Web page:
Book review: Borne by Jeff Vandermeer

It’s been a while since I treated myself to a good book, so I was on the lookout for something a little off-the-cuff. I’d read the first part of Vandermeer’s Southern Reach trilogy, and though I enjoyed it, I don’t think I liked it enough to pick up the next two.  (Though, that probably says more about my attention span than the writer’s talent).

In many ways, Borne was very similar to Annihilation: set in an unspecified land at some unspecified point in the future, it follows a female protagonist and her partner trying to survive in what’s left of the world following untempered experimentation in biotechnology. What doesn’t help is that the Company responsible for the disaster seems to have gotten away with it (maybe everyone was too preoccupied with staying alive to bring about some sort of legal case), and are still developing some weird and less-than-wonderful creatures to inflict upon the surviving populace. Their biggest success (and I do mean biggest) is Mord, a bear-like creature several storeys high who just happens to be able to fly.

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Or he was their biggest success until Rachel, our protagonist, discovers a tiny plant-like creature sticking to his fur. She removes it, takes it home, calls it Borne, and watches it grow into a sentient being with limitless shape-shifting abilities and a hunger for learning. All seems to be going well, aside from her partner’ suspicions, until she notices that the lizards, insects and people around their camp are disappearing, and that Borne is getting larger.

What’s worse is that he doesn’t seem to excrete…

Yep, it’s that weird, and it’s a real treat of a book. The setting is painstakingly crafted to give a despairing sense of place, and the story cracks along at a reasonable pace, though sometimes I did find it got a little slow. This is undoubtedly aiming at the literary end of the dystopia/sci-fi market, so it does focus a lot on the characterisation, mostly Rachel’s. The whole story is told through introspective memories with a lot of detail wrought around her conflicted feelings for Borne and her partner, Wick.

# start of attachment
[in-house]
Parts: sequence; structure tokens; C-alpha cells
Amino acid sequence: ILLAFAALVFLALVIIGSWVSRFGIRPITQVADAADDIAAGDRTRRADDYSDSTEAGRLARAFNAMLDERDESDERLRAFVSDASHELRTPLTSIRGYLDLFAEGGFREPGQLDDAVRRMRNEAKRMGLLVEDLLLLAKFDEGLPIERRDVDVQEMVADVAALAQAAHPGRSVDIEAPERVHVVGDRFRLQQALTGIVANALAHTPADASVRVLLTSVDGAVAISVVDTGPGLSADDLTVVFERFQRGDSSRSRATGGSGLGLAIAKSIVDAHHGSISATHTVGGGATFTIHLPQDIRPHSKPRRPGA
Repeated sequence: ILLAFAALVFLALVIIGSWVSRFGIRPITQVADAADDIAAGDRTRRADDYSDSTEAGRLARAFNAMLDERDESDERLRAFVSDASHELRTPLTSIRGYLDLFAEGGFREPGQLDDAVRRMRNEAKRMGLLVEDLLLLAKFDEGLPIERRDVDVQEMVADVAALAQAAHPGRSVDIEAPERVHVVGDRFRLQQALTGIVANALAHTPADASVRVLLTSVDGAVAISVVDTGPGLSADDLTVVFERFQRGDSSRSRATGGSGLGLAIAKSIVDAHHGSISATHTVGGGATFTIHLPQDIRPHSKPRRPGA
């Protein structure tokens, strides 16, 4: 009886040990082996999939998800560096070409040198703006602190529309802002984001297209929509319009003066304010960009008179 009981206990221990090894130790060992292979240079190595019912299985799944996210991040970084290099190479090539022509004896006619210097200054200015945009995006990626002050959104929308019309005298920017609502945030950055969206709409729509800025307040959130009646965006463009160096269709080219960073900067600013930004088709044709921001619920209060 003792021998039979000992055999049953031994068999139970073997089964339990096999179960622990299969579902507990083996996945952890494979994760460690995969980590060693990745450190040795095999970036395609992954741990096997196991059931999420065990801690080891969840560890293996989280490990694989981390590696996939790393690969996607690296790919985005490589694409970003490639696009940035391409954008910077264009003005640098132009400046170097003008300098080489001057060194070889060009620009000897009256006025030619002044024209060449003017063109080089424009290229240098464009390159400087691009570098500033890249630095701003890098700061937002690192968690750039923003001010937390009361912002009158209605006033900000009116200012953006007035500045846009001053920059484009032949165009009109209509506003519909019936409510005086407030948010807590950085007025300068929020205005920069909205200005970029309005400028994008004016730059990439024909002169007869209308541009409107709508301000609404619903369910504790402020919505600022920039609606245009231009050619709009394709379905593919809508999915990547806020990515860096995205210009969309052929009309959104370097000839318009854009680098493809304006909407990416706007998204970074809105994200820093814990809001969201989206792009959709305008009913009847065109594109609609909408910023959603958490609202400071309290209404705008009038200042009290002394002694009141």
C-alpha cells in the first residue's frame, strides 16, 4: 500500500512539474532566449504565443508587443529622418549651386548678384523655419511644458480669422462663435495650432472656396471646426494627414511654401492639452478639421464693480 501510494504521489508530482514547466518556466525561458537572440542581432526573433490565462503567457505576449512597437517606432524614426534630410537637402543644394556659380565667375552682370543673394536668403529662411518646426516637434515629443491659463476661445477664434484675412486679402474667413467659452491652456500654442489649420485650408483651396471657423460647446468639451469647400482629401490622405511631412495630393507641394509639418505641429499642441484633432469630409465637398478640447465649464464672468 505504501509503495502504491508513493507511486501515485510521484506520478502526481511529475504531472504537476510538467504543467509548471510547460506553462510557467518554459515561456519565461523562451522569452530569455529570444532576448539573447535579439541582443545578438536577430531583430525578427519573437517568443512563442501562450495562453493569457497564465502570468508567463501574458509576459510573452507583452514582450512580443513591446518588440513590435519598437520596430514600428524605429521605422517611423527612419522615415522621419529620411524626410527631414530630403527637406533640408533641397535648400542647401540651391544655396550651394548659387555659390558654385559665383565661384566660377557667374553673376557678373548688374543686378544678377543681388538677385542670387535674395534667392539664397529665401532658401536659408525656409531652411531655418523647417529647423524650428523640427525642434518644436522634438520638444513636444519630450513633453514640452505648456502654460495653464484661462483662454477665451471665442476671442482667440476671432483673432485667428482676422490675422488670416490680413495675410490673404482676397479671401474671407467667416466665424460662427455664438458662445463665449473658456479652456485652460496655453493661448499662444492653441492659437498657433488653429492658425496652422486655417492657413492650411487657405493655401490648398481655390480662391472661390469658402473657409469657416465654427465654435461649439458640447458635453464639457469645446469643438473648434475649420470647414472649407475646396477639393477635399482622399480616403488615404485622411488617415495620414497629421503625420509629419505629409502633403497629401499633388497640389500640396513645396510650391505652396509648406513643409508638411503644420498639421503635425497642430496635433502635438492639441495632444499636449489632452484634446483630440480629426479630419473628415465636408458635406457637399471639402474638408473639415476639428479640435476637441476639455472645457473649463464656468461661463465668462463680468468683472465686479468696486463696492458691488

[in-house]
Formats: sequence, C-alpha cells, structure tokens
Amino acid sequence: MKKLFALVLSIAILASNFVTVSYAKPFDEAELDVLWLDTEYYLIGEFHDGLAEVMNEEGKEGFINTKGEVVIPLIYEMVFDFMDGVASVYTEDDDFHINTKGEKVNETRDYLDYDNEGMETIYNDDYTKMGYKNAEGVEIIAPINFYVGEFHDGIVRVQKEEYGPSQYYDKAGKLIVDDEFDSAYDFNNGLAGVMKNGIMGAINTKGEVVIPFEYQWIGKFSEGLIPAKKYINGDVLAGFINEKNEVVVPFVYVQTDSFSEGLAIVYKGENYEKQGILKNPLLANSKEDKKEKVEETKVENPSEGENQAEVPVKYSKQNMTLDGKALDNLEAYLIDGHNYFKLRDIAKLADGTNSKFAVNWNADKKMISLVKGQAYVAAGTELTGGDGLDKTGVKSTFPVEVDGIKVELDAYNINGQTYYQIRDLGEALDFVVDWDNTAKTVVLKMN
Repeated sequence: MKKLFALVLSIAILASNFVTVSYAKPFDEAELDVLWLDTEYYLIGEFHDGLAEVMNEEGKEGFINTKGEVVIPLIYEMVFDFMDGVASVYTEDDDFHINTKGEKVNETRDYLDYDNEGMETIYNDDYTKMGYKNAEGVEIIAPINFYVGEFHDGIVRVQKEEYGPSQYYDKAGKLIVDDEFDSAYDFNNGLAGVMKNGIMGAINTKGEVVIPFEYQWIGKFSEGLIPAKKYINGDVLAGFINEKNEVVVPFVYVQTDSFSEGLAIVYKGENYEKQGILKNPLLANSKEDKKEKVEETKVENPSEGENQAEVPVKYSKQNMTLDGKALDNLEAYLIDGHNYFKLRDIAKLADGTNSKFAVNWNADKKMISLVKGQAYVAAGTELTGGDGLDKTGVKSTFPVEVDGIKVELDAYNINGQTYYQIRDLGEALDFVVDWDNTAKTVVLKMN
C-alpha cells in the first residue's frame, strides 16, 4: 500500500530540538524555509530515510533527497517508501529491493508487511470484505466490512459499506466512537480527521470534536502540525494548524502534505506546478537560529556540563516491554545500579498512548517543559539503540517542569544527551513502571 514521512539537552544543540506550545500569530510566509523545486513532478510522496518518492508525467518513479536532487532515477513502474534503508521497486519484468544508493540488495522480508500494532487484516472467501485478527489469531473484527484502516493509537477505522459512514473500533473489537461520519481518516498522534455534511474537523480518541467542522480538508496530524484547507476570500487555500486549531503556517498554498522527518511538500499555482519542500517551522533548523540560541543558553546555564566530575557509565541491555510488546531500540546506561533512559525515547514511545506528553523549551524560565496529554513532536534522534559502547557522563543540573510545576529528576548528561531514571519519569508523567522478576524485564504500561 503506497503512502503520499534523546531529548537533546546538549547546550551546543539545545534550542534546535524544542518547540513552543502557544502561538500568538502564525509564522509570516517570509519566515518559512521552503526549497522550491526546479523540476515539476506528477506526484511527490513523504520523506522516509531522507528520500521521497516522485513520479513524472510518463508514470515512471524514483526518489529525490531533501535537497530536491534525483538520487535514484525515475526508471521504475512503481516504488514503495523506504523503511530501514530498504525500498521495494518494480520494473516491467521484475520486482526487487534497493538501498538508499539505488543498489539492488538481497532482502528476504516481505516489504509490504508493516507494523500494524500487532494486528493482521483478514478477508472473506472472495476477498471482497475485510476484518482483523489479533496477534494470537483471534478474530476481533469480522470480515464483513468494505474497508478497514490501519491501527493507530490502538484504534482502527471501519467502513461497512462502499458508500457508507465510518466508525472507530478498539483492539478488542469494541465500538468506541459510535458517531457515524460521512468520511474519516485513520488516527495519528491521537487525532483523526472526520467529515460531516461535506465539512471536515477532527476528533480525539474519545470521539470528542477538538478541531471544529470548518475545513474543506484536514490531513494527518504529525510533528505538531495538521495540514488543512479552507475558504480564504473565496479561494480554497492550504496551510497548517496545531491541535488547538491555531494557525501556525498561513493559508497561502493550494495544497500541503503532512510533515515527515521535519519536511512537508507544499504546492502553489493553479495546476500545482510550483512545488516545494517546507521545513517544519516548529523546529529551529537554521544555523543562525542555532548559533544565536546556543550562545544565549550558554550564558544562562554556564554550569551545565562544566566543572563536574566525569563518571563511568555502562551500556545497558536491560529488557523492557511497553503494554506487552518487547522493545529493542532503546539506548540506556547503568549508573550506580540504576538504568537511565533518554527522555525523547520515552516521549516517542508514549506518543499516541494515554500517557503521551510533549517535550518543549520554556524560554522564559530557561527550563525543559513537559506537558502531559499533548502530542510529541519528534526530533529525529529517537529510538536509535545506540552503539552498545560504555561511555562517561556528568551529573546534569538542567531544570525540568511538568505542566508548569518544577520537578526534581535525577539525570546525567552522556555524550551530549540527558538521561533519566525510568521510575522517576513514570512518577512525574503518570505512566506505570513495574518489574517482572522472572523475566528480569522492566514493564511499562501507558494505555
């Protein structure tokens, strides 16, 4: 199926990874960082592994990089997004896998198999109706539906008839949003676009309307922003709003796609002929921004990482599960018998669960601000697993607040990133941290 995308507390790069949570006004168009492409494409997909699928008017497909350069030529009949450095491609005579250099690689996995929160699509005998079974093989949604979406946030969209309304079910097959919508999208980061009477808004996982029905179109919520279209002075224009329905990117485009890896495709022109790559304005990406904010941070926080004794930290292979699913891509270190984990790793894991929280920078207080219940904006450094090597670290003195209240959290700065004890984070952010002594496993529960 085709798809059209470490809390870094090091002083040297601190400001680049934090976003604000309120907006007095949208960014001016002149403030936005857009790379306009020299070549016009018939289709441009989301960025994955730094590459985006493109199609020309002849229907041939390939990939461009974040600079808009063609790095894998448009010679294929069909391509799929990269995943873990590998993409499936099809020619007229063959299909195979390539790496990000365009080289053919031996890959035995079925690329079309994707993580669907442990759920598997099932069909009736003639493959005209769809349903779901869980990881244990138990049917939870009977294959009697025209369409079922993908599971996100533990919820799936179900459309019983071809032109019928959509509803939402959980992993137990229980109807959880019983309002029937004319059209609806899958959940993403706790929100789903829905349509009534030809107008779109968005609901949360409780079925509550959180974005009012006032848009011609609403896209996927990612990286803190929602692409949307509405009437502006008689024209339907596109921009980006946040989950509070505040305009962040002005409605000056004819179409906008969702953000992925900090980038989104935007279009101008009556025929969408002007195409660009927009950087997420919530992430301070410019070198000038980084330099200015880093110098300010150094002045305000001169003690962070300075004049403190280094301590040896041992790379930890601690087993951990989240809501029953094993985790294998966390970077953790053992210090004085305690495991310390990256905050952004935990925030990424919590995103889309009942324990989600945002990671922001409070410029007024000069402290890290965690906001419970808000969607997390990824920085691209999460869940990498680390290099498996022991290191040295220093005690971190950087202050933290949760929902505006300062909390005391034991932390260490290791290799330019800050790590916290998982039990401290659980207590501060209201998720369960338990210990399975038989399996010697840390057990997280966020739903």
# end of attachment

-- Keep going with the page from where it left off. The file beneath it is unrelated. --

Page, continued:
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Film review – Alien: Covenant (‘You know what? We should all split up…’)

Can you take a franchise too far? Police Academy says you can, which is why I’m always  a tad apprehensive before I take my seat for another Alien instalment. On the whole it’s been a good run: one or two classics, the occasional ‘meh’, and only one real stinker. But there is a formula for the best ones:

  1. More than one killer xenomorph.
  2. Lots of people with lots of guns, but no clue…
  3. An android with an agenda to make things just that much harder.
  4. No more than three survivors at the end.

So on that basis, Alien: Covenant is something of a winner.

covenant

The Covenant in question is a huge ship carrying two thousand people, in suspended animation, to a far-off world ripe for colonisation. Unsurprisingly, the ship suffers a disaster en-route (and the rather gruesome death of its captain), so the jaded crew decided to investigate a much closer world, looking to cut seven years off the journey time. The right climate, water and vegetation. It seems perfect; but of course, it’s not…

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Film review: Guardians of the Galaxy Vol. 2 (The Baby Groot Show)

guardians_of_the_galaxy_2.jpgYou  know what it’s like. Marvel Comics hands you one of the their B-teams and tells you to go make a movie. It’s a surprise smash, and now they want a sequel…

This is often where the trouble starts, and that’s why I can count on one hand the number of sequels that are better than the original. Fortunately, the director of Guardians of the Galaxy didn’t get a god complex and jet off on a wild tangent to find his artistic centre; nope, he looked carefully at what made his first outing such a huge success and then delivered exactly the same … only more so.

 

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